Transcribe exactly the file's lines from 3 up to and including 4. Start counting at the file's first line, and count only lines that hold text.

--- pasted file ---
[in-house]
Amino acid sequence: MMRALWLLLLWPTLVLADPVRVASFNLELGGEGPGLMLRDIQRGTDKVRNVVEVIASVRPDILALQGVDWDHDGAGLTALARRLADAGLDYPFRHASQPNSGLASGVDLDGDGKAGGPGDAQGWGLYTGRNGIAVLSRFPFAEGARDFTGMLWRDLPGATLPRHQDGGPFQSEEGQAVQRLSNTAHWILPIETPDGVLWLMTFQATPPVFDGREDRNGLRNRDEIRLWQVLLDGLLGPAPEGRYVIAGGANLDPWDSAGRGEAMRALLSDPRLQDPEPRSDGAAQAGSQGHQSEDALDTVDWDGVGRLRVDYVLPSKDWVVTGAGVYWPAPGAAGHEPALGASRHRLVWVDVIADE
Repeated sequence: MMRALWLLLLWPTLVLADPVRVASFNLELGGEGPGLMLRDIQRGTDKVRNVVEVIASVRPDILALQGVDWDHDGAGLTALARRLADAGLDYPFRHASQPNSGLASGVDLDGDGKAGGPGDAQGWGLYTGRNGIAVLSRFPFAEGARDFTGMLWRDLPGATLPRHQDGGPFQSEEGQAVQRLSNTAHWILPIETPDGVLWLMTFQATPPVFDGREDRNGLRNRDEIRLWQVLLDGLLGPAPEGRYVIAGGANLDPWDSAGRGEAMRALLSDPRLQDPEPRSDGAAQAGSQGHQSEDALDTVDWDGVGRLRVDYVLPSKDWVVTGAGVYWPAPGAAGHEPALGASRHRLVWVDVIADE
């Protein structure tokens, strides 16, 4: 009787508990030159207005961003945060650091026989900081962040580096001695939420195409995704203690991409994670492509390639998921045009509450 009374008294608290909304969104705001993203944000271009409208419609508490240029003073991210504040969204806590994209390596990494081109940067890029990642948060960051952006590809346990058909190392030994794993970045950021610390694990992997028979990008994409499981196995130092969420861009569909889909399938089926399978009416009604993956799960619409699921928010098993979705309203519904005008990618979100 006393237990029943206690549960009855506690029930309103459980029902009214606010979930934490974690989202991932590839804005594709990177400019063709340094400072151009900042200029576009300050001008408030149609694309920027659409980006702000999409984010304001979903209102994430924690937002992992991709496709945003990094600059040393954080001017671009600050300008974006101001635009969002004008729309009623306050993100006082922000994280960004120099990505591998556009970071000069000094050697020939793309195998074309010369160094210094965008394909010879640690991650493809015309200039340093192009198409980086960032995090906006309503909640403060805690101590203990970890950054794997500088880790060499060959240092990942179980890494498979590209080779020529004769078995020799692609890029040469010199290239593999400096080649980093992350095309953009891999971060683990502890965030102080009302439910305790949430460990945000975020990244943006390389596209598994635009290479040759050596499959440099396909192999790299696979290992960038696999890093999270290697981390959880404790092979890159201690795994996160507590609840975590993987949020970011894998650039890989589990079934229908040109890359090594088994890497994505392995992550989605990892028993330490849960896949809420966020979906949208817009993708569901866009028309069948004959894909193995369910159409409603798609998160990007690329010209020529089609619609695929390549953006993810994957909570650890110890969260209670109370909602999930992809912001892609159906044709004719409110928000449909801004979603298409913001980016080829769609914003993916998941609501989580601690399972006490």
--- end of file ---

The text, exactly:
Repeated sequence: MMRALWLLLLWPTLVLADPVRVASFNLELGGEGPGLMLRDIQRGTDKVRNVVEVIASVRPDILALQGVDWDHDGAGLTALARRLADAGLDYPFRHASQPNSGLASGVDLDGDGKAGGPGDAQGWGLYTGRNGIAVLSRFPFAEGARDFTGMLWRDLPGATLPRHQDGGPFQSEEGQAVQRLSNTAHWILPIETPDGVLWLMTFQATPPVFDGREDRNGLRNRDEIRLWQVLLDGLLGPAPEGRYVIAGGANLDPWDSAGRGEAMRALLSDPRLQDPEPRSDGAAQAGSQGHQSEDALDTVDWDGVGRLRVDYVLPSKDWVVTGAGVYWPAPGAAGHEPALGASRHRLVWVDVIADE
């Protein structure tokens, strides 16, 4: 009787508990030159207005961003945060650091026989900081962040580096001695939420195409995704203690991409994670492509390639998921045009509450 009374008294608290909304969104705001993203944000271009409208419609508490240029003073991210504040969204806590994209390596990494081109940067890029990642948060960051952006590809346990058909190392030994794993970045950021610390694990992997028979990008994409499981196995130092969420861009569909889909399938089926399978009416009604993956799960619409699921928010098993979705309203519904005008990618979100 006393237990029943206690549960009855506690029930309103459980029902009214606010979930934490974690989202991932590839804005594709990177400019063709340094400072151009900042200029576009300050001008408030149609694309920027659409980006702000999409984010304001979903209102994430924690937002992992991709496709945003990094600059040393954080001017671009600050300008974006101001635009969002004008729309009623306050993100006082922000994280960004120099990505591998556009970071000069000094050697020939793309195998074309010369160094210094965008394909010879640690991650493809015309200039340093192009198409980086960032995090906006309503909640403060805690101590203990970890950054794997500088880790060499060959240092990942179980890494498979590209080779020529004769078995020799692609890029040469010199290239593999400096080649980093992350095309953009891999971060683990502890965030102080009302439910305790949430460990945000975020990244943006390389596209598994635009290479040759050596499959440099396909192999790299696979290992960038696999890093999270290697981390959880404790092979890159201690795994996160507590609840975590993987949020970011894998650039890989589990079934229908040109890359090594088994890497994505392995992550989605990892028993330490849960896949809420966020979906949208817009993708569901866009028309069948004959894909193995369910159409409603798609998160990007690329010209020529089609619609695929390549953006993810994957909570650890110890969260209670109370909602999930992809912001892609159906044709004719409110928000449909801004979603298409913001980016080829769609914003993916998941609501989580601690399972006490």